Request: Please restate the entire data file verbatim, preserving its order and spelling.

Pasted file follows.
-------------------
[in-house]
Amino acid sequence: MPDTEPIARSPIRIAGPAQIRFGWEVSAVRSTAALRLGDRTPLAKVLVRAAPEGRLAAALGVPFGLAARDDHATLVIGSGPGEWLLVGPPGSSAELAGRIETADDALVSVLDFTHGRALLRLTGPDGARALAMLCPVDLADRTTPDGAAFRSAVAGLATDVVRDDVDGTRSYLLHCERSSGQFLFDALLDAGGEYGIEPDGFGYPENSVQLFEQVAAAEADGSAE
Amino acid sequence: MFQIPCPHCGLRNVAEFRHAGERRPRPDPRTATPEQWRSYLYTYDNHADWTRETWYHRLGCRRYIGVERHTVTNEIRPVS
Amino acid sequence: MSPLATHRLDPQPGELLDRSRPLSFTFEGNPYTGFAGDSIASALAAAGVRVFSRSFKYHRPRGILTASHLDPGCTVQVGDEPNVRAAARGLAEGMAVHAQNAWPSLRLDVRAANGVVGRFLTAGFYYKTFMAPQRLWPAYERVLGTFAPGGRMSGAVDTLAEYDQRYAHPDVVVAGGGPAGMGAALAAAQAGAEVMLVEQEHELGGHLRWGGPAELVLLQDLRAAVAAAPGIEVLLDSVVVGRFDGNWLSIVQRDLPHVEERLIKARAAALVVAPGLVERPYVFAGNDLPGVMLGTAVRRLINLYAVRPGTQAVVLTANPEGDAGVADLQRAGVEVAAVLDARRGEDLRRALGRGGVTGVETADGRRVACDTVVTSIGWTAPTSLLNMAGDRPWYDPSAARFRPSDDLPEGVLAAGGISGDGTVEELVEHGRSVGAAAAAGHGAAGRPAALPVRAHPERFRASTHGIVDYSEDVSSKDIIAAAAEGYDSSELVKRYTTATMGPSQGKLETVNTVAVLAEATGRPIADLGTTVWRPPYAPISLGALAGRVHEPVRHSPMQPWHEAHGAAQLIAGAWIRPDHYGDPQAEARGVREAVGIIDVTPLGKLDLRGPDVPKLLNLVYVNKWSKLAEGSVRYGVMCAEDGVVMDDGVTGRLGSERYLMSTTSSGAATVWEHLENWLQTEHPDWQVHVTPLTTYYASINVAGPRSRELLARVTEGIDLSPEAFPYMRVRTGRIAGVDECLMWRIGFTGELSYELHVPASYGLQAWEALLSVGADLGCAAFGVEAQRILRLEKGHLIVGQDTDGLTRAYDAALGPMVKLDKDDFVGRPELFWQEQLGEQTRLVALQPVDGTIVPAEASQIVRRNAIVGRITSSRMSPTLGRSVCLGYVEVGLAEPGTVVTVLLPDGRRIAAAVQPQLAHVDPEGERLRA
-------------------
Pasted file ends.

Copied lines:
[in-house]
Amino acid sequence: MPDTEPIARSPIRIAGPAQIRFGWEVSAVRSTAALRLGDRTPLAKVLVRAAPEGRLAAALGVPFGLAARDDHATLVIGSGPGEWLLVGPPGSSAELAGRIETADDALVSVLDFTHGRALLRLTGPDGARALAMLCPVDLADRTTPDGAAFRSAVAGLATDVVRDDVDGTRSYLLHCERSSGQFLFDALLDAGGEYGIEPDGFGYPENSVQLFEQVAAAEADGSAE
Amino acid sequence: MFQIPCPHCGLRNVAEFRHAGERRPRPDPRTATPEQWRSYLYTYDNHADWTRETWYHRLGCRRYIGVERHTVTNEIRPVS
Amino acid sequence: MSPLATHRLDPQPGELLDRSRPLSFTFEGNPYTGFAGDSIASALAAAGVRVFSRSFKYHRPRGILTASHLDPGCTVQVGDEPNVRAAARGLAEGMAVHAQNAWPSLRLDVRAANGVVGRFLTAGFYYKTFMAPQRLWPAYERVLGTFAPGGRMSGAVDTLAEYDQRYAHPDVVVAGGGPAGMGAALAAAQAGAEVMLVEQEHELGGHLRWGGPAELVLLQDLRAAVAAAPGIEVLLDSVVVGRFDGNWLSIVQRDLPHVEERLIKARAAALVVAPGLVERPYVFAGNDLPGVMLGTAVRRLINLYAVRPGTQAVVLTANPEGDAGVADLQRAGVEVAAVLDARRGEDLRRALGRGGVTGVETADGRRVACDTVVTSIGWTAPTSLLNMAGDRPWYDPSAARFRPSDDLPEGVLAAGGISGDGTVEELVEHGRSVGAAAAAGHGAAGRPAALPVRAHPERFRASTHGIVDYSEDVSSKDIIAAAAEGYDSSELVKRYTTATMGPSQGKLETVNTVAVLAEATGRPIADLGTTVWRPPYAPISLGALAGRVHEPVRHSPMQPWHEAHGAAQLIAGAWIRPDHYGDPQAEARGVREAVGIIDVTPLGKLDLRGPDVPKLLNLVYVNKWSKLAEGSVRYGVMCAEDGVVMDDGVTGRLGSERYLMSTTSSGAATVWEHLENWLQTEHPDWQVHVTPLTTYYASINVAGPRSRELLARVTEGIDLSPEAFPYMRVRTGRIAGVDECLMWRIGFTGELSYELHVPASYGLQAWEALLSVGADLGCAAFGVEAQRILRLEKGHLIVGQDTDGLTRAYDAALGPMVKLDKDDFVGRPELFWQEQLGEQTRLVALQPVDGTIVPAEASQIVRRNAIVGRITSSRMSPTLGRSVCLGYVEVGLAEPGTVVTVLLPDGRRIAAAVQPQLAHVDPEGERLRA